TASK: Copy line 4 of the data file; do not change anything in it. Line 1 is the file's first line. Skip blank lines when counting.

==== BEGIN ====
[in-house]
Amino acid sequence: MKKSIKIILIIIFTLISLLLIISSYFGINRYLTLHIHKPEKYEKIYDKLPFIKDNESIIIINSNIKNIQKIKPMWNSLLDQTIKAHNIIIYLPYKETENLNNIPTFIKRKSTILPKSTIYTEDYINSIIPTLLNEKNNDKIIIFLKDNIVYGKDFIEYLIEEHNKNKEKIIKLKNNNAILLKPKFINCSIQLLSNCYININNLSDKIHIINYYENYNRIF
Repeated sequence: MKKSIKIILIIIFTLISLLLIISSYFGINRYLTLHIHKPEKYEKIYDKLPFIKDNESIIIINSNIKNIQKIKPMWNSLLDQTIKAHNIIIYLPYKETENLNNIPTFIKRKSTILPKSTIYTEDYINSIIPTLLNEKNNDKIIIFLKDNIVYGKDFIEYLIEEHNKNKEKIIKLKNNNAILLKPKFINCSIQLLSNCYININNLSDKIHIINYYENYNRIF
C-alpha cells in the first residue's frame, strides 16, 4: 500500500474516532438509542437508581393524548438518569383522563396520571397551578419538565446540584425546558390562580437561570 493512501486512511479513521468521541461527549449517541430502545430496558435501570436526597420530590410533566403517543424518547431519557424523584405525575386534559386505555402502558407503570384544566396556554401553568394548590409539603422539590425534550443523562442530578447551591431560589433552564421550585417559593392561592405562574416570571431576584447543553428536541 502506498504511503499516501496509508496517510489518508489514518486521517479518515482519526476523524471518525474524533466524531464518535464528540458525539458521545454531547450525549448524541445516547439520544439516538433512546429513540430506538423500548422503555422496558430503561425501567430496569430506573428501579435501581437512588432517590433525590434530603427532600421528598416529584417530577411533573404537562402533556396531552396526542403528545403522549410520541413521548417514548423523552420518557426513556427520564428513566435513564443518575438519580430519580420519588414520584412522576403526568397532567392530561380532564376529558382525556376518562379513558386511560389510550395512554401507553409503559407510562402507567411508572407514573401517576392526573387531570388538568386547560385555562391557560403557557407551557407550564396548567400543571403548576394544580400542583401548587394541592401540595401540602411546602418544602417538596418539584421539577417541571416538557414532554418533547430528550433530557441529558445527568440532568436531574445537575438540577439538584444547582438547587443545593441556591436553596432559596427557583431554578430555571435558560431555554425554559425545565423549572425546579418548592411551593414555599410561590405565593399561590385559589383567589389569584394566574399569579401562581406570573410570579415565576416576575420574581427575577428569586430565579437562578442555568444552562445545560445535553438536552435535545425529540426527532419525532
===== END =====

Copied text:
C-alpha cells in the first residue's frame, strides 16, 4: 500500500474516532438509542437508581393524548438518569383522563396520571397551578419538565446540584425546558390562580437561570 493512501486512511479513521468521541461527549449517541430502545430496558435501570436526597420530590410533566403517543424518547431519557424523584405525575386534559386505555402502558407503570384544566396556554401553568394548590409539603422539590425534550443523562442530578447551591431560589433552564421550585417559593392561592405562574416570571431576584447543553428536541 502506498504511503499516501496509508496517510489518508489514518486521517479518515482519526476523524471518525474524533466524531464518535464528540458525539458521545454531547450525549448524541445516547439520544439516538433512546429513540430506538423500548422503555422496558430503561425501567430496569430506573428501579435501581437512588432517590433525590434530603427532600421528598416529584417530577411533573404537562402533556396531552396526542403528545403522549410520541413521548417514548423523552420518557426513556427520564428513566435513564443518575438519580430519580420519588414520584412522576403526568397532567392530561380532564376529558382525556376518562379513558386511560389510550395512554401507553409503559407510562402507567411508572407514573401517576392526573387531570388538568386547560385555562391557560403557557407551557407550564396548567400543571403548576394544580400542583401548587394541592401540595401540602411546602418544602417538596418539584421539577417541571416538557414532554418533547430528550433530557441529558445527568440532568436531574445537575438540577439538584444547582438547587443545593441556591436553596432559596427557583431554578430555571435558560431555554425554559425545565423549572425546579418548592411551593414555599410561590405565593399561590385559589383567589389569584394566574399569579401562581406570573410570579415565576416576575420574581427575577428569586430565579437562578442555568444552562445545560445535553438536552435535545425529540426527532419525532